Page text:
The thigh bone, femur, and the pelvis, acetabulum, join to form the hip joint. The hip joint is a “ball and socket” joint. The “ball” is the head of the femur, or thigh bone, and the “socket” is the cup shaped acetabulum.The joint surface is covered by a smooth articular surface that allows pain free movement in the joint.
Muscle Strain (Hip)
A tear in the muscle fibers caused by either a fall or direct blow to the muscle, overstretching and overuse injury is called a strain. Muscle strains often occur in the hip region whenever a muscle contracts all of a sudden from its stretched position. It can be mild, moderate or severe and depends on the level of injury. The chances of having a hip muscle strain becomes high if you have had a previous injury in the area or if there is no warm-up before exercising.
Hip bursitis is a painful condition caused by inflammation of a bursa in the hip. Bursae are fluid filled sacs present in joints between bone and soft tissue to reduce friction and provide cushioning during movement.The bony prominence of the hip is called greater trochanter and is present on the outer side of the upper thigh bone or femur.
Femoroacetabular Impingement (FAI)
Femoroacetabular impingement (FAI) is a condition where there is too much friction in the hip joint from bony irregularities causing pain and decreased range of hip motion. The femoral head and acetabulum rub against each other creating damage and pain to the hip joint. The damage can occur to the articular cartilage (the smooth white surface of the ball or socket) or the labral tissue (the lining of the edge of the socket) during normal movement of the hip. The articular cartilage or labral tissue can fray or tear after repeated friction.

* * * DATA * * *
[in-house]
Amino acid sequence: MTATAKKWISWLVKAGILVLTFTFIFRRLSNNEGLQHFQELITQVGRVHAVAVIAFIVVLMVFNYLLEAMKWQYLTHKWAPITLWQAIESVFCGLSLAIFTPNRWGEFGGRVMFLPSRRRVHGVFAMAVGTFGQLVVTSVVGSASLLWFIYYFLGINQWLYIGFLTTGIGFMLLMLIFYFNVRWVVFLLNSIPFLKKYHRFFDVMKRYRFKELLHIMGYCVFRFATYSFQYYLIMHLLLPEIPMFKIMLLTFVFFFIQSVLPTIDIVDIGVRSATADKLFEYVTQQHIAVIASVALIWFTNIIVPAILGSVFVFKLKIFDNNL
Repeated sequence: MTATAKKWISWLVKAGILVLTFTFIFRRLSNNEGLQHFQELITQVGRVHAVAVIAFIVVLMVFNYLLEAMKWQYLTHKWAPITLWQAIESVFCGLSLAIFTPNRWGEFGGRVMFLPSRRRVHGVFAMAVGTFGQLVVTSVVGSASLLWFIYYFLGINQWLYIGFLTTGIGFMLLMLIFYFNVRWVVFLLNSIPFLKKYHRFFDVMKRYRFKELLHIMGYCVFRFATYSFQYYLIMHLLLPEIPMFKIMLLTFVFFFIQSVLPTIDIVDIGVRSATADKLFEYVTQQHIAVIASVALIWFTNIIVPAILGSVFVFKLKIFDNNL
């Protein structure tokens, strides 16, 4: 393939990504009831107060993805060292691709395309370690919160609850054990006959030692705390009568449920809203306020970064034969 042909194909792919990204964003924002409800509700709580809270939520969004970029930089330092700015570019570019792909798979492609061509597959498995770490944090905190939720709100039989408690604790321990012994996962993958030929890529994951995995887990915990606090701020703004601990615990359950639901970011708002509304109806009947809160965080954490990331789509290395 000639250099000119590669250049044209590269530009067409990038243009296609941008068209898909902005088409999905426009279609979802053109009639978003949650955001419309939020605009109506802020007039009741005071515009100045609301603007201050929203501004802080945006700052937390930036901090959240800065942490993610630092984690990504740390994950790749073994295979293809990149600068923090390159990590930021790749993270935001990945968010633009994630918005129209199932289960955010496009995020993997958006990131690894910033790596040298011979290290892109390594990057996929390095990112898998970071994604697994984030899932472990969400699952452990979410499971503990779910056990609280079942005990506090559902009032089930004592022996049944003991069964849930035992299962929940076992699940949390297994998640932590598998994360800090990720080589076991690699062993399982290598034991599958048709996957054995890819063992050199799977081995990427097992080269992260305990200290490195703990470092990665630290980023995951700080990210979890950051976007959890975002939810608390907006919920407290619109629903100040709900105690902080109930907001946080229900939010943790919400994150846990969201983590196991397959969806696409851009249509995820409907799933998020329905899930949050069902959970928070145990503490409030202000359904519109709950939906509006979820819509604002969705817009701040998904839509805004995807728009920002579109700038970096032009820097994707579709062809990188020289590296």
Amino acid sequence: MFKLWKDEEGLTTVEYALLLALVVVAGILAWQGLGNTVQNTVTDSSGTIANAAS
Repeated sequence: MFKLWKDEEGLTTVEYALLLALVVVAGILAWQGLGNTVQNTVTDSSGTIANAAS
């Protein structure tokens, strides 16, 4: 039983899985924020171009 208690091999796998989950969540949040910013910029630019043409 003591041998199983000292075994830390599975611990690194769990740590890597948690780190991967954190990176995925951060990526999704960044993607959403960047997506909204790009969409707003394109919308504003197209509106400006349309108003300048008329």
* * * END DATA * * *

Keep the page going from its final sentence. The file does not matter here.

Avascular necrosis, also called osteonecrosis is a condition in which bone death occurs because of inadequate blood supply to it. Lack of blood flow may occur when there is a fracture in the bone or a joint dislocation that may damage nearby blood vessels. Chronic use of high doses of steroid medications and heavy alcohol consumption are the two main risk factors of avascular necrosis. Initially, small breaks appear in the bone that may eventually collapse. Hip joint is most commonly affected; however, the knee and shoulder may also be involved.
The hip joint is a “ball and socket” joint. The “ball” is the head of the femur, or thigh bone, and the “socket” is the cup shaped acetabulum. The joint surface is covered by a smooth articular surface that allows pain free movement in the joint.Hip fracture is a break that occurs near the hip in the upper part of the femur or thigh bone. The thigh bone has two bony processes on the upper part - the greater and lesser trochanters.
The hip joint is a ball and socket joint. The “ball” is the head of the femur, or thigh bone, and the “socket” is the cup shaped acetabulum. The joint is surrounded by muscles, ligaments, and tendons that support and hold the bones of the joint in place. Hip dislocation occurs when the head of the femur moves out of the socket. The femoral head can dislocate either backward (posterior dislocation) or forward (anterior dislocation).
Chondral Lesions or Injuries
The hip joint is one of the largest weight-bearing joints in the body, formed by the thigh bone or femur and the acetabulum of the pelvis. It is a ball and socket joint with the head of the femur as the ball and the pelvic acetabulum forming the socket. The joint surface is covered by a smooth articular cartilage which acts as a cushion and enables smooth movements of the joint. A chondral injury refers to an injury of the articular cartilage, covering the joint.
The hip plays an important role in supporting the upper body weight while standing, walking and running, and hip stability is crucial for these functions. The femur (thigh bone) and acetabulum (hip bone) join to form the hip joint, while the labrum (tissue rim that seals the hip joint) and the ligaments lining the hip capsule maintain the stability of the hip.